I don’t know about other people, but I always worry that instrumental prog metal can fall into a trap of repetitiveness, a sort of aimless noodling that does nothing to distinguish one song from the other. This is not the case with Intervals and their latest offering, The Way Forward, released late last year. With only one remaining member, founder Aaron Marshall, The Way Forward paves a path to the future, and distinguishes itself among its many colleagues. Marshall can easily be called a musical genius.
My first impression was one of absolute relaxation. That is not to say that you could call any one song on this album a filler, or background music. Each song makes its own personality known. Each song is notable and remarkable in its own respect. The overall tone was light, airy, and pleasant. My first thought was that you could call this something of a delightful jaunt down feel-good lane. I finished the album off feeling extremely relaxed and at peace within the world. Marshall makes it sound so easy. We know it’s not though, his skill and intelligence for patterns is enormous.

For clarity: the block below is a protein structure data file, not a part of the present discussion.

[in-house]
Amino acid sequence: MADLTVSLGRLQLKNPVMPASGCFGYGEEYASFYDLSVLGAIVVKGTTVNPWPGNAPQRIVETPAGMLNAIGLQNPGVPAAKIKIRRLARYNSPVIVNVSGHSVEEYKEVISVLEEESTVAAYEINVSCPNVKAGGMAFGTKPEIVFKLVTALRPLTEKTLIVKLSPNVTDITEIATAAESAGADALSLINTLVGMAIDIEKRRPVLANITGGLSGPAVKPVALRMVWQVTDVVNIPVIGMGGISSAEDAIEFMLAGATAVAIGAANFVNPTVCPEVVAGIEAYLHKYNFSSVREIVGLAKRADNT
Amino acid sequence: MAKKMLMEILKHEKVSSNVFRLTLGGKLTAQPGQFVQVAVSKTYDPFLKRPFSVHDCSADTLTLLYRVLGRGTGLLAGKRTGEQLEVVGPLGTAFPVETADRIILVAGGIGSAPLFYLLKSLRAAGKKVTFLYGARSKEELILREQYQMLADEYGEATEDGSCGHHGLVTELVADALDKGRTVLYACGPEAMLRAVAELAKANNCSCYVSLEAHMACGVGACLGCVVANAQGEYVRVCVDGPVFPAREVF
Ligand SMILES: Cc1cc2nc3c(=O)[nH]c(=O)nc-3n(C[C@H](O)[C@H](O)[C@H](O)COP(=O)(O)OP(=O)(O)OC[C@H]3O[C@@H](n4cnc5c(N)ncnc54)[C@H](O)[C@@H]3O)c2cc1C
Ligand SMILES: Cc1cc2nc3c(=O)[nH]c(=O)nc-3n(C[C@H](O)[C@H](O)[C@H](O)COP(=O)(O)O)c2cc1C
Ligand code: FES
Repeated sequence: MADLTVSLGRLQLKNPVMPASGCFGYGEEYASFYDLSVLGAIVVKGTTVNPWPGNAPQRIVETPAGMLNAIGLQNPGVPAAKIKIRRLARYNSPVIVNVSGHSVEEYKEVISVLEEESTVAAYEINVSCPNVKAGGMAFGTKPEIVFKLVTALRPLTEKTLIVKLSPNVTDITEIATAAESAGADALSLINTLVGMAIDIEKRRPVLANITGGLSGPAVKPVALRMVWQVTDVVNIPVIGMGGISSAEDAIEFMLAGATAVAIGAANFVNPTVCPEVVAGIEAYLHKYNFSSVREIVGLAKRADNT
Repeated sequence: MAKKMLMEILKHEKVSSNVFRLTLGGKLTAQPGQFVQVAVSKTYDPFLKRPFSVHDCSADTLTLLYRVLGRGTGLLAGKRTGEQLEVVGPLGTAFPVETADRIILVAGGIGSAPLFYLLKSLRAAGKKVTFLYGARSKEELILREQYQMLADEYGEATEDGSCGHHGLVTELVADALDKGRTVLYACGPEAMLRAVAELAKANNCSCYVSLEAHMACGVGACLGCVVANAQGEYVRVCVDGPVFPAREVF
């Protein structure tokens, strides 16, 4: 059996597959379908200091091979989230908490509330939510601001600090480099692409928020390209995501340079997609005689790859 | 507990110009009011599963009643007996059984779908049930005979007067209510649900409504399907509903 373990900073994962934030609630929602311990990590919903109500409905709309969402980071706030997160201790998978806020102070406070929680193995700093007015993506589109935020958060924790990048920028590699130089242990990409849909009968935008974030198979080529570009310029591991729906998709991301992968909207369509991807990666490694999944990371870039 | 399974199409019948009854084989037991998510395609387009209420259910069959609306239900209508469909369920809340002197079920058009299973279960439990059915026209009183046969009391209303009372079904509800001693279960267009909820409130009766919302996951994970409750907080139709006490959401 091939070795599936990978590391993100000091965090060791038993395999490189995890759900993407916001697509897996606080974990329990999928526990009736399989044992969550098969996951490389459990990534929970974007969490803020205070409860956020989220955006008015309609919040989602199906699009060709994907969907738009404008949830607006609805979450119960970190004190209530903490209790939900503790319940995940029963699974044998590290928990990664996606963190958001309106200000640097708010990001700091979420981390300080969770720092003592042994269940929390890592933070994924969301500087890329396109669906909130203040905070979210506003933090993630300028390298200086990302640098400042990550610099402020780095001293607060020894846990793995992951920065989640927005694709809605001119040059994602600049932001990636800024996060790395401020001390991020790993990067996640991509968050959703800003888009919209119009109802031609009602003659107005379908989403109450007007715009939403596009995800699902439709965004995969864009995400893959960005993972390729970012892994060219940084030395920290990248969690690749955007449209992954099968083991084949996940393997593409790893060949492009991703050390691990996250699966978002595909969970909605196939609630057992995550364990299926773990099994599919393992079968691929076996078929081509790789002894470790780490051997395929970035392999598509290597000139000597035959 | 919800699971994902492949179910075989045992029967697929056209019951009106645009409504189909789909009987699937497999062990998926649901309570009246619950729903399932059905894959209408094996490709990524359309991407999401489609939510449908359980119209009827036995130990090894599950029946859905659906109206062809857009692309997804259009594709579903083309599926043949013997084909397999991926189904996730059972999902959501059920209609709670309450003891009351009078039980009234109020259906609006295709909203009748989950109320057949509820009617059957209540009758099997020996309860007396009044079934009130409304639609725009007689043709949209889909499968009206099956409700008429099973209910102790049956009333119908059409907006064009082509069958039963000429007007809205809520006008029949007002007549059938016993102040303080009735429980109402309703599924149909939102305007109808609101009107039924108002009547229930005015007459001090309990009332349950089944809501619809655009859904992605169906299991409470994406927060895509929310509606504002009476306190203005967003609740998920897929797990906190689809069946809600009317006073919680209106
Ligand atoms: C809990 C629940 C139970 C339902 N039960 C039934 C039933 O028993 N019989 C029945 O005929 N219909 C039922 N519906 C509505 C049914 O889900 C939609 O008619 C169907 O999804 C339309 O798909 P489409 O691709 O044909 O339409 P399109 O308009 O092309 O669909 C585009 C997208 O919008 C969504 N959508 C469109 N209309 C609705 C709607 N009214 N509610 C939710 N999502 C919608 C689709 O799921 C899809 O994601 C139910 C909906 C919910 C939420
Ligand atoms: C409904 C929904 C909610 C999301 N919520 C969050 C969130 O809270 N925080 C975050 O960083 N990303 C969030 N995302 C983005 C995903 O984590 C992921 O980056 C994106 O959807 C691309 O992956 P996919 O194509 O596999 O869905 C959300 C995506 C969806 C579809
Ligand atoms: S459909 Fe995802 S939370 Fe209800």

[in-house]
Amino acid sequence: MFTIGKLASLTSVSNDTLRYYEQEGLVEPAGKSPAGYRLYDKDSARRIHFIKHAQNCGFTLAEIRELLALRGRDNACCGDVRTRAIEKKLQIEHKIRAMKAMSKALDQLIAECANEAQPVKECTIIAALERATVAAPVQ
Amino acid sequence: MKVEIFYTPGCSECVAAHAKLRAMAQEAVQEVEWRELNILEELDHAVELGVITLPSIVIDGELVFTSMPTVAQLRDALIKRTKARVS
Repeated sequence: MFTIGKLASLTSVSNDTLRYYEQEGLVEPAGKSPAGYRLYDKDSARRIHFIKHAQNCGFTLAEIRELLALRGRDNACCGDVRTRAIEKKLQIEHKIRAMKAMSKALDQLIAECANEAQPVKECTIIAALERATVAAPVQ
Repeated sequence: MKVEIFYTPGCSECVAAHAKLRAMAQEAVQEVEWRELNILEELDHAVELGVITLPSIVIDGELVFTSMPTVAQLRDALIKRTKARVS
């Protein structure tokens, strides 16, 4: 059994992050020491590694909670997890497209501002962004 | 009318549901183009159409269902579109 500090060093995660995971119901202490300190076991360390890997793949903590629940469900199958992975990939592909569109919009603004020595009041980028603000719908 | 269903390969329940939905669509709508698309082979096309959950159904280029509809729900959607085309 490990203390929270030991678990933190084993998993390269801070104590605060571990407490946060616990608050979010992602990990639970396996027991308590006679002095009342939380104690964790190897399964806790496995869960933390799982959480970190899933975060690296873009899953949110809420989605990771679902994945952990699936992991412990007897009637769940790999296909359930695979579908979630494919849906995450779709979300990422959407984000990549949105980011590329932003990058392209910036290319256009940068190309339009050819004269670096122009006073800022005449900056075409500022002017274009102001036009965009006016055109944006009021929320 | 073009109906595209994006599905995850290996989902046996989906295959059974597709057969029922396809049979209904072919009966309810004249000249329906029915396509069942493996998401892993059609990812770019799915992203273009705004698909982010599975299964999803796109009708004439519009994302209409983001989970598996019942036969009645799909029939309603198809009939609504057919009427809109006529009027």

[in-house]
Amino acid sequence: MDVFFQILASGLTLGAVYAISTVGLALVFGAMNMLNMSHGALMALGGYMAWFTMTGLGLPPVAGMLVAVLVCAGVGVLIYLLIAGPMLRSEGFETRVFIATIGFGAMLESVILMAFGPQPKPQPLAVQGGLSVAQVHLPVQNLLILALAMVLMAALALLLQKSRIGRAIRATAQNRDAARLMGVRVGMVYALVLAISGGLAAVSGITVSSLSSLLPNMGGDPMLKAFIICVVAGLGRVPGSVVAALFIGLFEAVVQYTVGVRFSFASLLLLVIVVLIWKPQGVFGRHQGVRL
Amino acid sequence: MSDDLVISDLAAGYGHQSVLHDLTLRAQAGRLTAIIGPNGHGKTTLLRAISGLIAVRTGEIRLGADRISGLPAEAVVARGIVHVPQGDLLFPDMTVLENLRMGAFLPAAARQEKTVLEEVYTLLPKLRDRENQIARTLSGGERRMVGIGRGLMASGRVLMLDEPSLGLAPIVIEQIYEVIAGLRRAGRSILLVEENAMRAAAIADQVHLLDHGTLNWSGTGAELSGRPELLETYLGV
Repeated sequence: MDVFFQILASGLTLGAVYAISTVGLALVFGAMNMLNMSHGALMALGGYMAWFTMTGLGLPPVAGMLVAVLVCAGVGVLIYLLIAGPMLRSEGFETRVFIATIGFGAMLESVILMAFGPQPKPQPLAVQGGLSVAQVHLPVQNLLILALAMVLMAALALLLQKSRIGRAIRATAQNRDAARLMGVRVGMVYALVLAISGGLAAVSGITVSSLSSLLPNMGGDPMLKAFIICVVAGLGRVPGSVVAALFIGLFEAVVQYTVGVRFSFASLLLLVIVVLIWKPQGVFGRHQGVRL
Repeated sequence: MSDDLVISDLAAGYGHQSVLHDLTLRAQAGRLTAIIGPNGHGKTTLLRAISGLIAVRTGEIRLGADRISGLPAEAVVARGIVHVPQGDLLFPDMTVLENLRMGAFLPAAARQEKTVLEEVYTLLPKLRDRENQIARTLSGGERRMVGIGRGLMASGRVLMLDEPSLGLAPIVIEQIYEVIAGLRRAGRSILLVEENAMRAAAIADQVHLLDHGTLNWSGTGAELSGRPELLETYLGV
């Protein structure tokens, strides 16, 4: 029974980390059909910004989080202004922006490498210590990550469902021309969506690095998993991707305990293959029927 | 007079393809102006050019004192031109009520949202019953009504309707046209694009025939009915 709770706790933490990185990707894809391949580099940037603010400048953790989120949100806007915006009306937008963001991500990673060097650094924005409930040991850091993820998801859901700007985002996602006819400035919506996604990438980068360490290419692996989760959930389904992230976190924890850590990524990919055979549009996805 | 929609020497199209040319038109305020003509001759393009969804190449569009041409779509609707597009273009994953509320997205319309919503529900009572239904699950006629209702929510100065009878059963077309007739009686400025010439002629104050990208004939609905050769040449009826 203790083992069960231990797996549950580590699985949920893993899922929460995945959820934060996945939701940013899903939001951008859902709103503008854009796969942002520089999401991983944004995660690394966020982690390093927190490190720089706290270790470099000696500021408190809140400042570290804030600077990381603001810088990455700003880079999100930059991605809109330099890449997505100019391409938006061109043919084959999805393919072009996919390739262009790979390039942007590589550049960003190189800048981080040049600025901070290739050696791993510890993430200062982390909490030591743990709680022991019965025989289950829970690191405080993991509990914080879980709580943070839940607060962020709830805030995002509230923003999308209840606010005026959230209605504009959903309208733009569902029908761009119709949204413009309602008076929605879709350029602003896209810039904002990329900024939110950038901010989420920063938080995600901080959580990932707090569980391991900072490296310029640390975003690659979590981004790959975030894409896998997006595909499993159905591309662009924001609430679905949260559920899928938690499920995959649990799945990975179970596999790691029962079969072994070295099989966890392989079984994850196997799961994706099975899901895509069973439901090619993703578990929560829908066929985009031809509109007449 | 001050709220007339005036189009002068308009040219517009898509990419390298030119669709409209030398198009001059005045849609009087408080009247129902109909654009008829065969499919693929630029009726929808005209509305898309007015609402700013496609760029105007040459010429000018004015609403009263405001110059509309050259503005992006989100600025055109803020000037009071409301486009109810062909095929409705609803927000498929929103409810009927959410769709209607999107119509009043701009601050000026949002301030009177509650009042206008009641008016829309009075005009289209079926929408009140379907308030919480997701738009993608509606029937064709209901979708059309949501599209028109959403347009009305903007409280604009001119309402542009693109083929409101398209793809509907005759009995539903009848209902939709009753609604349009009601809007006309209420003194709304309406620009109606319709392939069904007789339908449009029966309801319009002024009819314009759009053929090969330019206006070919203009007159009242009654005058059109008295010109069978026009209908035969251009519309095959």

For me, this was an emotional album. My reaction to it was strong and rather consuming. Each song has its own special hook, but the album is best enjoyed as a whole. It’s the whole birthday cake. Eat every last bite in one sitting. The Way Forward is decadent. The pattern layering is dense, but the overall tone is airy.
This breath of fresh air is not to be missed. There are no weak songs here. Each song is placed right where it should be on the album. Marshall displays a mental and manual sharpness that does not let up. The Way Forward is enjoyable whether you want to pick just one or two songs to listen to, or spin the whole thing beginning to end, but I feel it’s best enjoyed as a singular compositional piece.
1.Touch and Go
3.A Different Light
4.By Far and Away
8.Leave No Stone
1st December 2017